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Banded mongoose
Banded mongoose
One for all and all for one! - life credo of a brave striped mongoose.
Type: Chordates
Class: Mammals
Order: Predatory
Family: Mongoose
Genus: Banded mongoose
Species: Banded Mongoose
General Settings
  • They live in tropical Africa, where they inhabit the savanna.
  • The body length is 30 to 45 cm Tail – 23-29 cm.
  • Weight-1.5-2 kg.
  • Striped mongooses feed on reptiles, mollusks, eggs and chicks of small birds, insects, berries and fruits.
  • Life expectancy – 6-8 years, in captivity-up to 12 years.

These are small-sized predators. The head is small and broad with a short, pointed snout. The color ranges from whitish-gray to dark brown. The animals got their name because of the transverse brown ones on the back and sides.

Social behavior

Most often, striped mongooses are kept in groups of 6 to 20 individuals. Outside of the breeding season, they lead a nomadic lifestyle, moving within a certain territory. The relationship between groups in striped mongooses is extremely aggressive. They inhabit rocky areas, dense thickets of shrubs, usually close to water. They actively defend the borders of their territory from neighboring groups. Active mainly in the morning and evening.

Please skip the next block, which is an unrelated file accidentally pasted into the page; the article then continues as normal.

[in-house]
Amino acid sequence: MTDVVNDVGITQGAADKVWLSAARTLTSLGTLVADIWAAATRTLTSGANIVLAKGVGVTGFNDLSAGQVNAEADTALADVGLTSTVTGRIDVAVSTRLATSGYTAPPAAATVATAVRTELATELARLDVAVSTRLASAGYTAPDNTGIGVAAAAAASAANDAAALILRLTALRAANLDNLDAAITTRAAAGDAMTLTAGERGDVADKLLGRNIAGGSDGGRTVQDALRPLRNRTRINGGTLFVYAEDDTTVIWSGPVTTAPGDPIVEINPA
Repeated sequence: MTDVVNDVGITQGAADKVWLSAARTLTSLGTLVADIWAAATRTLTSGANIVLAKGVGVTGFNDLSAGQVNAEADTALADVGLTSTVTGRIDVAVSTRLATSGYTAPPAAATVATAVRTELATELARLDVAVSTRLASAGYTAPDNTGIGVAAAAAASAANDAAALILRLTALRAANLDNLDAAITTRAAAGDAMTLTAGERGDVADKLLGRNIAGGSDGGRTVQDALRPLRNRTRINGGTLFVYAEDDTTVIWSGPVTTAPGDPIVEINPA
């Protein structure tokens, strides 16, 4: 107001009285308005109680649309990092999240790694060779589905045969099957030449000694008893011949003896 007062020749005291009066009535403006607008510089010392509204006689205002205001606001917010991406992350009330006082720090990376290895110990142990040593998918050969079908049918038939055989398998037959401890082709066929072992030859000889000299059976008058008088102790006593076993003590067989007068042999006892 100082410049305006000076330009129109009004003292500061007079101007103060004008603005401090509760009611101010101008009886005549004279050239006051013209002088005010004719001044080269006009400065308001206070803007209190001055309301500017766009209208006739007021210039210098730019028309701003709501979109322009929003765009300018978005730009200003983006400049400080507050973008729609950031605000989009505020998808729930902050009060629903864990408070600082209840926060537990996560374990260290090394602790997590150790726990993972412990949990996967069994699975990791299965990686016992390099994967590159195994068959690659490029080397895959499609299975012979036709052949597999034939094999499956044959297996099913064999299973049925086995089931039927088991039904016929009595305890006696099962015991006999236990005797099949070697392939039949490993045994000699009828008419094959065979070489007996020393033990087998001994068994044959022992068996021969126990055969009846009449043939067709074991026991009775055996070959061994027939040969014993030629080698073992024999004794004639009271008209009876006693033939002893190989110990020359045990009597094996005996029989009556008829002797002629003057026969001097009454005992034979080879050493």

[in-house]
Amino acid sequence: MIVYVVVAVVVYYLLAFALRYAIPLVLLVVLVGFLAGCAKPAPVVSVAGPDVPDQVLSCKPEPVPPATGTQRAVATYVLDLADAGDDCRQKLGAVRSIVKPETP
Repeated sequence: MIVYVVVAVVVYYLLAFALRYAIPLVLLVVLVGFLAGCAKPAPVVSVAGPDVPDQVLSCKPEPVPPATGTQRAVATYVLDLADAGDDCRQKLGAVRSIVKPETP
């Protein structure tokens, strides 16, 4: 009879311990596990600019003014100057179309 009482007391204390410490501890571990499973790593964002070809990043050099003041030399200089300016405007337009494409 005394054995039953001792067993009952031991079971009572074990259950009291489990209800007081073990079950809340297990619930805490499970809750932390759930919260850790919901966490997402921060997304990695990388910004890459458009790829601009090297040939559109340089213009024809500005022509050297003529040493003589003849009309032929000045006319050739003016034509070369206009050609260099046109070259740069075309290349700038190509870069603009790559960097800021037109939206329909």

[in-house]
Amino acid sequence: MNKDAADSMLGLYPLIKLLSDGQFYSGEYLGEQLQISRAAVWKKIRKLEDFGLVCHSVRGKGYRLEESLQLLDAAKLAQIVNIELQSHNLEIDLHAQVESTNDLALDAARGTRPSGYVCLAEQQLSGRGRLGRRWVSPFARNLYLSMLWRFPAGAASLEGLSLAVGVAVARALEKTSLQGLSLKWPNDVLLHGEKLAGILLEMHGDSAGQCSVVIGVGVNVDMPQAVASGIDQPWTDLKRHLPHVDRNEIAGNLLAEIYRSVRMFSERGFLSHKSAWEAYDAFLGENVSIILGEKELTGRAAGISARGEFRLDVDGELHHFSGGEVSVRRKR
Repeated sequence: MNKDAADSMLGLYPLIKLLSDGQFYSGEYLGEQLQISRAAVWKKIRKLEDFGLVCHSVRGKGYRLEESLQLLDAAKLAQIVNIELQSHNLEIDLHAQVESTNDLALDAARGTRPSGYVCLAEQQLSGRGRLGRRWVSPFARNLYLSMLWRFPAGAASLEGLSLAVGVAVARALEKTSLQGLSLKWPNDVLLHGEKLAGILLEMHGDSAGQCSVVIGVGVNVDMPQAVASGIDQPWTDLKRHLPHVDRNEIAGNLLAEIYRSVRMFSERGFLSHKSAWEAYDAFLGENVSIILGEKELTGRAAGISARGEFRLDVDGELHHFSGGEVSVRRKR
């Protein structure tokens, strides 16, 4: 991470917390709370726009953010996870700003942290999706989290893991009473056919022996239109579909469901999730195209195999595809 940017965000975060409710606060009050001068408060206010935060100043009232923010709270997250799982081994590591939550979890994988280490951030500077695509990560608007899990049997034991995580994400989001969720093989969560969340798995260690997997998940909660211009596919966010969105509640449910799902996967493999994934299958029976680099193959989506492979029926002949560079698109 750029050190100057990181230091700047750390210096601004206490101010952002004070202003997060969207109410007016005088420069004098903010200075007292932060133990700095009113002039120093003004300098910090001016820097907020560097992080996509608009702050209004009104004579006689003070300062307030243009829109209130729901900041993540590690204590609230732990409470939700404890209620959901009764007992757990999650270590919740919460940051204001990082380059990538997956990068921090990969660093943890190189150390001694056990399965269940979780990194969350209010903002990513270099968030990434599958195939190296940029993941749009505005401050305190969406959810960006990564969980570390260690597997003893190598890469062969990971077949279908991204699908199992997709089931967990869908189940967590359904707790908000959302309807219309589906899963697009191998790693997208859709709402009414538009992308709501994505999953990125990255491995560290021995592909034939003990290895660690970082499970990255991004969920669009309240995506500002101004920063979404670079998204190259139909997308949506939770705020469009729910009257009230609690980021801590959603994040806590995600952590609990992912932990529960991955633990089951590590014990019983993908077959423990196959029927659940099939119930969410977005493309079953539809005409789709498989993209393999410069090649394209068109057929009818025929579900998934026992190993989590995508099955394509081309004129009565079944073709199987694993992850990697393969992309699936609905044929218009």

Mongooses are able to breed throughout the year, but most often the rut falls in the spring or summer. Unlike most mongoose species, where the offspring are produced by dominant females, in the group of striped mongooses, the offspring produce the majority of females, which is unusual for most predators. Pregnancy lasts approximately 60 days. From 2 to 4 cubs are born in the litter.

Species and people

Mongooses are easily tamed. They are fearless, affectionate and funny animals. Extremely quick-witted, have a high intelligence.

Interesting Facts

The sound communication of striped mongooses is remarkable and diverse. For contact within the group, while searching for food, a group of mongooses makes an almost continuous sound.

Mongooses have the principle of "all for one – one for all". Thanks to their cohesive behavior, even the stronger savanna predators do not like to mess with them.

Current status in wildlife
  • Not
  • Data
  • Data
  • near
  • vulnerable
  • endangered
  • critically
  • extinct
    in the wild
  • Extinct
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